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Assessment of the impact of noise magnitude and bandwidth variations on a probabilistic inversion of seismic data
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  • Hamed Heidari,
  • Rasmus Bødker Madsen,
  • Hamed Amini,
  • Thomas Mejer Hansen,
  • Mohammad Emami Niri,
  • Navid Amini
Hamed Heidari
University of Tehran

Corresponding Author:ak.heidari89@gmail.com

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Rasmus Bødker Madsen
Geological Survey of Denmark and Greenland
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Hamed Amini
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Thomas Mejer Hansen
Aarhus University,University of Aarhus
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Mohammad Emami Niri
Institute of Petroleum Engineering, College of Engineering, University of Tehran
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Navid Amini
CoCoLink, subsidiary of Seoul National University, Republic of Korea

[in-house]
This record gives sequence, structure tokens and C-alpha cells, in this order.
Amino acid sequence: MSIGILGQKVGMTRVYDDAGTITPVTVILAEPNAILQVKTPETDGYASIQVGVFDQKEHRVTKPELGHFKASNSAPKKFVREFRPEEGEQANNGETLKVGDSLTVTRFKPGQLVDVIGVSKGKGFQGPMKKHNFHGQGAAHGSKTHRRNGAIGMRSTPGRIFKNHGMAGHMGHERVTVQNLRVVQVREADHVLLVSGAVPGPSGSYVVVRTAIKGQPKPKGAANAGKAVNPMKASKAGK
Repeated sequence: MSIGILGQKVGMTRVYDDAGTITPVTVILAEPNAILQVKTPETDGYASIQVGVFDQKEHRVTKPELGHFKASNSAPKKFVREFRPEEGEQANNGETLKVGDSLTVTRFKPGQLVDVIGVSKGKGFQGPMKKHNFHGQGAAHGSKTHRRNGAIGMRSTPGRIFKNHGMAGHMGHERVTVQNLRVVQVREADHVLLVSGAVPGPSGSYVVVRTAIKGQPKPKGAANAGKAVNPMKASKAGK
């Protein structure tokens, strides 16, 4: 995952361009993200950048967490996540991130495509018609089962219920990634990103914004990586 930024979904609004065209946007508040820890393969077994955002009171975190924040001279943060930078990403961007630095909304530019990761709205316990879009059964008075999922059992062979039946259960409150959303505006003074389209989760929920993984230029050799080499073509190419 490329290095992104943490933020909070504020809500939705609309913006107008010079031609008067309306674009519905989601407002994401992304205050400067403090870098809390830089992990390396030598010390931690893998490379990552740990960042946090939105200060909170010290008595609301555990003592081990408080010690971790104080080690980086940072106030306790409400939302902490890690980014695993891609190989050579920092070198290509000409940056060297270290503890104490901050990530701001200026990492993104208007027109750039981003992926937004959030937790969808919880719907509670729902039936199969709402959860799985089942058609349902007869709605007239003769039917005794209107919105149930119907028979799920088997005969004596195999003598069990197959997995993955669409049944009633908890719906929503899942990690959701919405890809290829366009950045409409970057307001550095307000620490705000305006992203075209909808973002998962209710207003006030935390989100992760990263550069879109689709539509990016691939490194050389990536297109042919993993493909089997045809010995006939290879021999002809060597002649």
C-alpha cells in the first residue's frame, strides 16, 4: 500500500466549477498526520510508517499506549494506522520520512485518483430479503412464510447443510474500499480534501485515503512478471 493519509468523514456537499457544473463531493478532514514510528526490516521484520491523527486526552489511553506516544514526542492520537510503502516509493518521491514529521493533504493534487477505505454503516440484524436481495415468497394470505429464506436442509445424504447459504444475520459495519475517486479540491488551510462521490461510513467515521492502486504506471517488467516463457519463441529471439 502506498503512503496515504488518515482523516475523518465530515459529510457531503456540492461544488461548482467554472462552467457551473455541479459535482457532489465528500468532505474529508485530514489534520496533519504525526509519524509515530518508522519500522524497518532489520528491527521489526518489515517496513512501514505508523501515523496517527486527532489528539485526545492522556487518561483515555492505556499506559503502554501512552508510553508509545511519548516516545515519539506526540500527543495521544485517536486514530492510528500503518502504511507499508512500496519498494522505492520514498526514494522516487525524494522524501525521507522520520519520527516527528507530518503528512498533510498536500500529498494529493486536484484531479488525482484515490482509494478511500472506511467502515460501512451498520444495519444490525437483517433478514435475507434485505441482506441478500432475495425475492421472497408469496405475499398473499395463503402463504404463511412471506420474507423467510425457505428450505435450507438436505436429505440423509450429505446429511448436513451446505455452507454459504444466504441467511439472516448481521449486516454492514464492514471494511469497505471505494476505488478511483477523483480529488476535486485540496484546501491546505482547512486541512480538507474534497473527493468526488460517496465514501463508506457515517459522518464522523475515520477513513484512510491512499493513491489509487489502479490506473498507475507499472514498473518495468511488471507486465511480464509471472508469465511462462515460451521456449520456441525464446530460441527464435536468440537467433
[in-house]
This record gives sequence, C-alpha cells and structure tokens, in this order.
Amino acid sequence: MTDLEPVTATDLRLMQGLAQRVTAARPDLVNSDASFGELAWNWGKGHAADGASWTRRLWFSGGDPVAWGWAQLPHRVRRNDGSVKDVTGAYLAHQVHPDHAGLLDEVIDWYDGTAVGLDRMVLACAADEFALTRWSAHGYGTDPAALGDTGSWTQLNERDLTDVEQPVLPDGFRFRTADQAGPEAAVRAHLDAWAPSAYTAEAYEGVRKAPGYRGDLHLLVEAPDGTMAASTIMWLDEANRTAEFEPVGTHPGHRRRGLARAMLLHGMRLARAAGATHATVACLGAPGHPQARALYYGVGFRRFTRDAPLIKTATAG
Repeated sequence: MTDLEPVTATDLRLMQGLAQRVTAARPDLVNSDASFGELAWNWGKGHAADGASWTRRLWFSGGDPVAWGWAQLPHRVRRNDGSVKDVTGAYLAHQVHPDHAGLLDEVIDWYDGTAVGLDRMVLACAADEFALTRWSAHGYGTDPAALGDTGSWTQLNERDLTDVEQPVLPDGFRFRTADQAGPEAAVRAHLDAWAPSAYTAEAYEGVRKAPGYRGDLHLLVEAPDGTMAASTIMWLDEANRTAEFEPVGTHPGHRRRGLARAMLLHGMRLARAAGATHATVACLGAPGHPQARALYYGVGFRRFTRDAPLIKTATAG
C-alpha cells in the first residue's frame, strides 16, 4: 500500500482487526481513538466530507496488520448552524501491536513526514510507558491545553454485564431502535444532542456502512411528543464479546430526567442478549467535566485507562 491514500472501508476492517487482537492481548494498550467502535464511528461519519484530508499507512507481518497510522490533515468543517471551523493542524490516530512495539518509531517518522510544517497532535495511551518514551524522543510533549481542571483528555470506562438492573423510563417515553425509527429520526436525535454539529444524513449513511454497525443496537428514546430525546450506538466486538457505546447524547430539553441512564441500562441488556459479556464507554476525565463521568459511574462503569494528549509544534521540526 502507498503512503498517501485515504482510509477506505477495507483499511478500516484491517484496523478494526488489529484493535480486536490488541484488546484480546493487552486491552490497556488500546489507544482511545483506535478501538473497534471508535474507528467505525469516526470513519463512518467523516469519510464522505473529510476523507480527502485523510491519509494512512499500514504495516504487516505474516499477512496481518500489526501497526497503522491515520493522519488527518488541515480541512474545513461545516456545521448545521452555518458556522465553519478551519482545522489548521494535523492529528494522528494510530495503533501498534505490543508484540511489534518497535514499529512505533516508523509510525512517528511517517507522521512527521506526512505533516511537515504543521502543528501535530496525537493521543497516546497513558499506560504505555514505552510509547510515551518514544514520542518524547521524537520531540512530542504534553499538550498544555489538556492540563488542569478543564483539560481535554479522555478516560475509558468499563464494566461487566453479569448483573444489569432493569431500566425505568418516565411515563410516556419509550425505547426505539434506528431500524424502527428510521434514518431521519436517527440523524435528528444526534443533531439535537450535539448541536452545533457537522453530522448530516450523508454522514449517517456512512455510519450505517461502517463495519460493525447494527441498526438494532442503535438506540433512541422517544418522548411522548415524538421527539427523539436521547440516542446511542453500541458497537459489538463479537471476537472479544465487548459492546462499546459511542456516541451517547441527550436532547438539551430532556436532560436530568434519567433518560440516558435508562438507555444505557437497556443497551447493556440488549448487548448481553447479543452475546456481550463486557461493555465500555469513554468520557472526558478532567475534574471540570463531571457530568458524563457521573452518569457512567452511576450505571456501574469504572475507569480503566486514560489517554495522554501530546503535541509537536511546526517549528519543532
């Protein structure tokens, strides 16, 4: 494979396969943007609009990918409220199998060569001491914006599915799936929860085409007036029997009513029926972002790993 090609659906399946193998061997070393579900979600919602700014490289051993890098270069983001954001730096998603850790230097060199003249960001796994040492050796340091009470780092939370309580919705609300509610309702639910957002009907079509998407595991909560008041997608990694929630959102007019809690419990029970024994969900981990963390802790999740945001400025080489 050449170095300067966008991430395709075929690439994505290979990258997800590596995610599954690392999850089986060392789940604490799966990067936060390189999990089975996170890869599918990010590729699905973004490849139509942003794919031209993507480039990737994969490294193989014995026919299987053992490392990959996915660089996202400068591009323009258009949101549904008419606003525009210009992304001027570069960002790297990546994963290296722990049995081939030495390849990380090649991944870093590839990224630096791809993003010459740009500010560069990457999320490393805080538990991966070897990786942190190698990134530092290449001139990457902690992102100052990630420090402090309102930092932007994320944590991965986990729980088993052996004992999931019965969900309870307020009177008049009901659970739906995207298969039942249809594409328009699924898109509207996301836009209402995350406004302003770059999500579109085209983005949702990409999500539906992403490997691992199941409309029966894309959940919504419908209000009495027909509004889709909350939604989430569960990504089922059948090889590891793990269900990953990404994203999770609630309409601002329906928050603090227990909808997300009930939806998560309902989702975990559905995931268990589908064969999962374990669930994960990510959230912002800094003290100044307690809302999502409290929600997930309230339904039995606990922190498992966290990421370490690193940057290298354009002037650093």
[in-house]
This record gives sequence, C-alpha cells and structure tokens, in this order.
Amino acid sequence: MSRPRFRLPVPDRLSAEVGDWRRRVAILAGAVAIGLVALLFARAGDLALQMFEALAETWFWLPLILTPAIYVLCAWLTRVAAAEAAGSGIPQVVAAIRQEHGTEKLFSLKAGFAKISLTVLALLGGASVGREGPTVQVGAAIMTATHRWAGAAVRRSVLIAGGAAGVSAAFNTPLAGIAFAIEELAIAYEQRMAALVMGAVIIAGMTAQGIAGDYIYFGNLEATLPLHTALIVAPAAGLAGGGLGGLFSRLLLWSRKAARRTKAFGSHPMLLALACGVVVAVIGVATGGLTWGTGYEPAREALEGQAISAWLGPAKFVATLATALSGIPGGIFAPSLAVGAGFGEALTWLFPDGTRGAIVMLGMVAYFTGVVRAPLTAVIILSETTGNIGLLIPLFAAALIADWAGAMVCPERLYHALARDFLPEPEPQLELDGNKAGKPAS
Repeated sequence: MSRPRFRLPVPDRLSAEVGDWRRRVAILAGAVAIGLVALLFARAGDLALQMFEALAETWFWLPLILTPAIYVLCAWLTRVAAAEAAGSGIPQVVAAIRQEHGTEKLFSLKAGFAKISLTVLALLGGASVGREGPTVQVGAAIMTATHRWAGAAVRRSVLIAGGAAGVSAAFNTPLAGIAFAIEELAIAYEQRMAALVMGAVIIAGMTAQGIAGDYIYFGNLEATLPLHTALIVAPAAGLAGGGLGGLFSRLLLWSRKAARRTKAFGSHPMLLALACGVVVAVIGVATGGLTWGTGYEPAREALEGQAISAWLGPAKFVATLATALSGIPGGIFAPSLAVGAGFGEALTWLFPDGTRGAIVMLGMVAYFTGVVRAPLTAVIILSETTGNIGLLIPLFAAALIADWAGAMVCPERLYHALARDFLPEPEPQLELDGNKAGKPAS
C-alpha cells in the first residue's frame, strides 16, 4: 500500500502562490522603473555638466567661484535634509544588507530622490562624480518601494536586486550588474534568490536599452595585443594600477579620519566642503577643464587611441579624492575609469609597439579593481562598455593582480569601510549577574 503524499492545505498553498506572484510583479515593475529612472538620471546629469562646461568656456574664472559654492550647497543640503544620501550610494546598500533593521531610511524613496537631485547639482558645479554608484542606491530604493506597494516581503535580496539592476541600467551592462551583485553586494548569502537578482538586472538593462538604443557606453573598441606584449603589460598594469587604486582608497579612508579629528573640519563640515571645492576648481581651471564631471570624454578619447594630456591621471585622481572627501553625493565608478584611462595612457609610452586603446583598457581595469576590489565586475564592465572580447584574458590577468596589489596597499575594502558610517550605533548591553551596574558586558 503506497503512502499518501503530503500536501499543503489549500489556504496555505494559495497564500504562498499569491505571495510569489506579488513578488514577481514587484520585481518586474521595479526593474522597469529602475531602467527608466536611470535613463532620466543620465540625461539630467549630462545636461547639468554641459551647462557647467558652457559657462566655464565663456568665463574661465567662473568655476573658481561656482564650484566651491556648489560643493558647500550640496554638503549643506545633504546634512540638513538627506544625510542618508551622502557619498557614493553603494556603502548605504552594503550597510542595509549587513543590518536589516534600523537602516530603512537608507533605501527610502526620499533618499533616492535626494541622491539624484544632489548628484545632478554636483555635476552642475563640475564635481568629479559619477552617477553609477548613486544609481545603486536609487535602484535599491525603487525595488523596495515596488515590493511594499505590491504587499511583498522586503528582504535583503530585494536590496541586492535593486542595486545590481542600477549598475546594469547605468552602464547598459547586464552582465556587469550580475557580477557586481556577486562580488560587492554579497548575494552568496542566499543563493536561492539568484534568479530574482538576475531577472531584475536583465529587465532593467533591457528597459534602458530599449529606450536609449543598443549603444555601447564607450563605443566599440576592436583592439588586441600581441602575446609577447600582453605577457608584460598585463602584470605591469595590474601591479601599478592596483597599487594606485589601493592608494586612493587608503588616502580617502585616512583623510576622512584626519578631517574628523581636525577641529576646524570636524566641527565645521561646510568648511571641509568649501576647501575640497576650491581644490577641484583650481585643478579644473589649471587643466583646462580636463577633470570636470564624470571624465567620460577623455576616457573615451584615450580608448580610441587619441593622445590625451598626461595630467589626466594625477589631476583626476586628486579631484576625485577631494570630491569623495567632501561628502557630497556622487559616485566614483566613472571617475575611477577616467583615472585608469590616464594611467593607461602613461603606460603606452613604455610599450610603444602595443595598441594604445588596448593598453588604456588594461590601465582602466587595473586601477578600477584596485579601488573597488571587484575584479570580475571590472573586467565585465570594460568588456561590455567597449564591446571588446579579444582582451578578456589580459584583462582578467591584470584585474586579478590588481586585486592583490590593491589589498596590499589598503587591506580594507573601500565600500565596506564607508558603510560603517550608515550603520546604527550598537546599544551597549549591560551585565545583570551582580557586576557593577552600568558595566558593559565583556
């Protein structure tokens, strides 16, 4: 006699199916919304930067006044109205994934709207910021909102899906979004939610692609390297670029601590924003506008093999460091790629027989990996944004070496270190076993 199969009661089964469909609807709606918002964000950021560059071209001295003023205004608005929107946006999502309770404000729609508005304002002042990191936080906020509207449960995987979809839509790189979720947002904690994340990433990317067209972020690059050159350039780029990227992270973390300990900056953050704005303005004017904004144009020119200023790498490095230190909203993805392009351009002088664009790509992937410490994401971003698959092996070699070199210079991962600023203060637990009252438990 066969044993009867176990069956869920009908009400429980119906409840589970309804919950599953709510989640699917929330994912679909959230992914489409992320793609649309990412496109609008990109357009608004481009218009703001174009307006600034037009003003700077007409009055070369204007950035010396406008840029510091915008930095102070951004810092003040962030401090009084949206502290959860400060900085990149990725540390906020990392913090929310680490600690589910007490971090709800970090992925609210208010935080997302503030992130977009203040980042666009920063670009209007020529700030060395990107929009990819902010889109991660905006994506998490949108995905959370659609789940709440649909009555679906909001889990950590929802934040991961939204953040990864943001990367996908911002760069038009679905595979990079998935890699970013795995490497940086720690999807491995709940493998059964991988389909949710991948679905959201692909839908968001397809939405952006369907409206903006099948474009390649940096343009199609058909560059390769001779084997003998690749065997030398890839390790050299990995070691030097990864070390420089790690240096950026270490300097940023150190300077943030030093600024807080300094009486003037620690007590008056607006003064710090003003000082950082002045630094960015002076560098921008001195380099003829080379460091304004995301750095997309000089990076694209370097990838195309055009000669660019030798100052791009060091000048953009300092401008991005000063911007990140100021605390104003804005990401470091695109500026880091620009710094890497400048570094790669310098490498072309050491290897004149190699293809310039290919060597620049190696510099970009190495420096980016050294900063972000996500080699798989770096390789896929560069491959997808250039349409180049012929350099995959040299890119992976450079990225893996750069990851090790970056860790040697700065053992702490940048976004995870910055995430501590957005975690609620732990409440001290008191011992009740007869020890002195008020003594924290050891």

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Accounting for an accurate noise model is essential when dealing with real data which are noisy due to the effect of environmental noise, failures and limitations in data acquisition and processing. Quantifying the noise model is a challenge for practitioners in formulating an inverse problem and usually, a simple Gaussian noise model is assumed as a white noise model. Here we propose a pragmatic approach to using an estimated seismic wavelet to capture the correlated noise model (coloured noise) for the processed reflection seismic data. We test the method for a probabilistic sampling-based inversion where post-stack seismic data, associated with a hard carbonate reservoir in southwest Iran, is inverted directly to porosity. We assume eight different scenarios for the bandwidth and the magnitude of the noise. The investigation of the corresponding posterior statistics shows that ignoring the correlation of the noise samples in the noise covariance matrix generates unrealistic features in porosity realisations while underestimating the noise magnitude leads to overfitting the data and generating a biased model with low uncertainty. Furthermore, by considering an imperfect bandwidth for the noise model, the error is propagated to the posterior realisations. These issues are resolved considerably when the correlated noise is considered in the inversion. Therefore, in real data applications where the estimation of the magnitude and correlations of the noise is not trivial, the estimated seismic wavelet provides a good proxy for describing the correlation of the noise samples or equivalently the bandwidth of the noise model. In addition, it might be better to overestimate the noise magnitude than to underestimate it. This is true especially for an uncorrelated noise model and to a lesser degree also for the correlated noise model.